Trump’s Cold War–like strategy includes overt and signi cant military pressure. Not only has the U.S. supplied those defensive missile systems in Tokyo and Seoul, but it’s also sending more “new and beautiful” hardware to the region, as Trump put it in a recent press conference, including Stealth ghters and nuclear-powered subs. The deployment of heavy weaponry is meant to demonstrate to North Korea that the U.S. isn’t messing around. And just as important, senior
U.S. military o cials have reassured their key allies in Asia that the full range of retaliatory options really are available if any of them are threatened.
The containment strategy also includes signi cantly greater economic pressure, which is what Haley now seeks at the U.N. The U.S. has circulated a draft resolution of a sanctions package that would be the harshest yet against Pyongyang. It would prohibit any oil exports to the energy-dependent country, slash its textile exports, ban North Korean citizens from working abroad and try to freeze what Washington believes are assets held in foreign nancial institutions on behalf of the country’s leader, Kim Jong Un.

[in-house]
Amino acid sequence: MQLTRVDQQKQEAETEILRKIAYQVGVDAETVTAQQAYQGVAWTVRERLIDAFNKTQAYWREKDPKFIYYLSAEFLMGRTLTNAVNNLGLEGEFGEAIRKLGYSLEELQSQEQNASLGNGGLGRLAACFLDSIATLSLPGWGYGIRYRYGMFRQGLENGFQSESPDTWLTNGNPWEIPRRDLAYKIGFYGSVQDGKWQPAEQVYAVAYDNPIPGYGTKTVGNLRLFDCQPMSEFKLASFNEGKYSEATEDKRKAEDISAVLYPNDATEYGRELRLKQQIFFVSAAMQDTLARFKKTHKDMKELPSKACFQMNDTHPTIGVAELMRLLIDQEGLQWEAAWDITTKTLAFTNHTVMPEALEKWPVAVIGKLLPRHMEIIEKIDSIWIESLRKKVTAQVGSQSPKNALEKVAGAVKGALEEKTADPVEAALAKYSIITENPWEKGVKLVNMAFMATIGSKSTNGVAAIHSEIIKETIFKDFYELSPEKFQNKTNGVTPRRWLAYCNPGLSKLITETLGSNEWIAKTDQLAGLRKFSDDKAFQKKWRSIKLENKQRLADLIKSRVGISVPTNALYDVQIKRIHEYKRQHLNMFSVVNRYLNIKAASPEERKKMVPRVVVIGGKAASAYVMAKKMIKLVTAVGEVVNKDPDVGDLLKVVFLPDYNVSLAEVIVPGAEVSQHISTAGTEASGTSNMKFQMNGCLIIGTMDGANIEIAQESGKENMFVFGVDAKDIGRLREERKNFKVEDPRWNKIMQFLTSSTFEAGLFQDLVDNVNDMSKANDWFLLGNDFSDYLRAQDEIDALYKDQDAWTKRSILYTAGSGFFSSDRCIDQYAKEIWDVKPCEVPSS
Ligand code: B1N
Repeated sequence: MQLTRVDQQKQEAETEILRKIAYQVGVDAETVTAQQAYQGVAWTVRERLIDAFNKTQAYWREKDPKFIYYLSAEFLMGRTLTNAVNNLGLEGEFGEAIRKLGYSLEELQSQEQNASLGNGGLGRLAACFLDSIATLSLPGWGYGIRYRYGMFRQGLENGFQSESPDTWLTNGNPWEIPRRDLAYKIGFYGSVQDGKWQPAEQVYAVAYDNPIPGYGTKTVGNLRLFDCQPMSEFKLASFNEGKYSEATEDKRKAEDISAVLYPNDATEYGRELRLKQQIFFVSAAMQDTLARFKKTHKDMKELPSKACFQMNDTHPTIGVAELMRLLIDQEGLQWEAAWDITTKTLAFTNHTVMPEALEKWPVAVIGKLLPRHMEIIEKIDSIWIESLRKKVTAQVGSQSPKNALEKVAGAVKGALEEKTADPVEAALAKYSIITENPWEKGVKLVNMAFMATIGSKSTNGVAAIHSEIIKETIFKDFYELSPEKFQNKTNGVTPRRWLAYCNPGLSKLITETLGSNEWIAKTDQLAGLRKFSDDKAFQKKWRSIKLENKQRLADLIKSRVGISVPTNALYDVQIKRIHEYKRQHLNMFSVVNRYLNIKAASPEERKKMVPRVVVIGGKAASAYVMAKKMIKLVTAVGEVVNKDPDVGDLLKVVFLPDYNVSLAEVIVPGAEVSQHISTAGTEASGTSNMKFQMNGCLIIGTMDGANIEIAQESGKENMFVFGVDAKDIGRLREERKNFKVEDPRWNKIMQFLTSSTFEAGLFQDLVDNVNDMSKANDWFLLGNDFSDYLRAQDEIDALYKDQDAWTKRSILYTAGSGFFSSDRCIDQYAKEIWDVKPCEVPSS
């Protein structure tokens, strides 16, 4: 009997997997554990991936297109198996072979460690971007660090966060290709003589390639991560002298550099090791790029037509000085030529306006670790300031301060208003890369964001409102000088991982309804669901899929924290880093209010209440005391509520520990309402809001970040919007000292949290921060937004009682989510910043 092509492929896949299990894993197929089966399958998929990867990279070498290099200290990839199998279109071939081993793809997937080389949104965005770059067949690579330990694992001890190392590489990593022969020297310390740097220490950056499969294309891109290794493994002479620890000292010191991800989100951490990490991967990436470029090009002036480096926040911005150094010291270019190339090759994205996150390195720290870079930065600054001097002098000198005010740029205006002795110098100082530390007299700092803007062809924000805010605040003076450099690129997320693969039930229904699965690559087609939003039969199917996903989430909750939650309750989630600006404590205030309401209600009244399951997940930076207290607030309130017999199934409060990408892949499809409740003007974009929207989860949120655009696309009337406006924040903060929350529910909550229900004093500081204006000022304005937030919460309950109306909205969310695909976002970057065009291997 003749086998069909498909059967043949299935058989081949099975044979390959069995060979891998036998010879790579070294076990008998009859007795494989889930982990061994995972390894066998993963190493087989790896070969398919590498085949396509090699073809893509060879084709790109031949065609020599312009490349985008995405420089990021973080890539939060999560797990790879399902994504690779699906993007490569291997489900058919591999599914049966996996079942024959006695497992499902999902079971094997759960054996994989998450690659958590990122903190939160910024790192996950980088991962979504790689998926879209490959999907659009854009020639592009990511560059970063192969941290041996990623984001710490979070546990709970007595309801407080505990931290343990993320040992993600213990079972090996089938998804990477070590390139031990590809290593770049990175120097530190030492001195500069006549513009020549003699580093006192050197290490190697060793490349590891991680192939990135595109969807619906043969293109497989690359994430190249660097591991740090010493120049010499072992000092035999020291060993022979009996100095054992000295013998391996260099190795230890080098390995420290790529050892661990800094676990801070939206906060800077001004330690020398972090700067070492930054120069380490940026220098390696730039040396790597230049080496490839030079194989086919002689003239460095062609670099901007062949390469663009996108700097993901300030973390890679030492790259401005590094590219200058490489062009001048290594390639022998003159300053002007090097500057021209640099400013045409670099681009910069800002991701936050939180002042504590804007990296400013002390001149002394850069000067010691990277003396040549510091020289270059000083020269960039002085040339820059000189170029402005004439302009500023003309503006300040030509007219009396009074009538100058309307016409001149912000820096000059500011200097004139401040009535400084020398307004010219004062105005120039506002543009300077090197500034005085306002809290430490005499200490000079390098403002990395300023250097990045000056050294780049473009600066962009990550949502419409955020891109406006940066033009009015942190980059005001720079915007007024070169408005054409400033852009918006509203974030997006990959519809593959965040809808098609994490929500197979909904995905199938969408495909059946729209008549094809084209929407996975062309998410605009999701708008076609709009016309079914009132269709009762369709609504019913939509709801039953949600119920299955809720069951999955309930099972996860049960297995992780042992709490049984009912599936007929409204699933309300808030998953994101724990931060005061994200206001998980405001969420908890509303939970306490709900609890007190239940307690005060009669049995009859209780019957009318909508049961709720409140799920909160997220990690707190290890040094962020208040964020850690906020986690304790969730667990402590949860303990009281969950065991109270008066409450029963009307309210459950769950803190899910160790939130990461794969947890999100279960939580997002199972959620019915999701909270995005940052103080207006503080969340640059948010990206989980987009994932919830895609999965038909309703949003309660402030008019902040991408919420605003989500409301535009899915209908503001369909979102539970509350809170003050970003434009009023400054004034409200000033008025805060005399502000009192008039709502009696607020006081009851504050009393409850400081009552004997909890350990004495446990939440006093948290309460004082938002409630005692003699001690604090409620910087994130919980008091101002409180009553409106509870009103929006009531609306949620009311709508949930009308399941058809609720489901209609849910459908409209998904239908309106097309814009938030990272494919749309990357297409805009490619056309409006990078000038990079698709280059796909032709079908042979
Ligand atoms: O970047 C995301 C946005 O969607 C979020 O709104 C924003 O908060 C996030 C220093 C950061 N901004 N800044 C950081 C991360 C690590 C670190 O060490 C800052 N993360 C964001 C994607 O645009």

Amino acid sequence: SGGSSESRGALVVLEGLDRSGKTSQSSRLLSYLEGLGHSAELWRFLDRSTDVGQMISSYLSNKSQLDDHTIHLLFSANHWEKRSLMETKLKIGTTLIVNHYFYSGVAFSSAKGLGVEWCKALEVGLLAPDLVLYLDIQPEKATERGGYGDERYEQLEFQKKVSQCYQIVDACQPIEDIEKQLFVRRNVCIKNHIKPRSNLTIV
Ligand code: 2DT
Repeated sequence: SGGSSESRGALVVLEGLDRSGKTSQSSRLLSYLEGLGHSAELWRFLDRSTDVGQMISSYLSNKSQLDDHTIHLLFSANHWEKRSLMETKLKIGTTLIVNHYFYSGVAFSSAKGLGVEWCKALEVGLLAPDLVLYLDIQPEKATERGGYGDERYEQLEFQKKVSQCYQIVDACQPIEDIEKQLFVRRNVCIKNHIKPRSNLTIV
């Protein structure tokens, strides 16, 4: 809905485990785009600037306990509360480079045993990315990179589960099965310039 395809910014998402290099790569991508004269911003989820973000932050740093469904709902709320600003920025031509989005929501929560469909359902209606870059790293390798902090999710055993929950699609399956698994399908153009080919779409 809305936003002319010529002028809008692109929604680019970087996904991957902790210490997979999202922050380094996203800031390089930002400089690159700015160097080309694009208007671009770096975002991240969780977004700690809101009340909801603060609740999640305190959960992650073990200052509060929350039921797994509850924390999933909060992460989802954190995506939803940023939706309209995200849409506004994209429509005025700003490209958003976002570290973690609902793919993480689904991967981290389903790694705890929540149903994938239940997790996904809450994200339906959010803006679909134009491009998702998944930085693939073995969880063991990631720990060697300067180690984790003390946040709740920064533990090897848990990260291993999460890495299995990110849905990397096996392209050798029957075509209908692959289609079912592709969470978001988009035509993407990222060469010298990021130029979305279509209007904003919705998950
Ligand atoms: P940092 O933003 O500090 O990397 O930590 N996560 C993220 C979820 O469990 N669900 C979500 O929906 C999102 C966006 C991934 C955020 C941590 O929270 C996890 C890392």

The one problem with this containment plan: China. Haley wants a U.N. decision on new
THE DEPLOYMENT OF HEAVY WEAPONRY IS MEANT TO DEMONSTRATE TO NORTH KOREA THAT THE U.S. ISN’T MESSING AROUND.
sanctions by September 11, but persuading Beijing to go along with such a vote will be di cult. Pyongyang brings in nearly 6 million barrels of oil a year, almost all of which comes from China. So Beijing would have to close the spigot—and manage the fallout. The Chinese already have to deal with an increasing number of refugees from the North eeing because of lack of food and jobs. A new surge of refugees could follow
if China abides by the U.S. plan.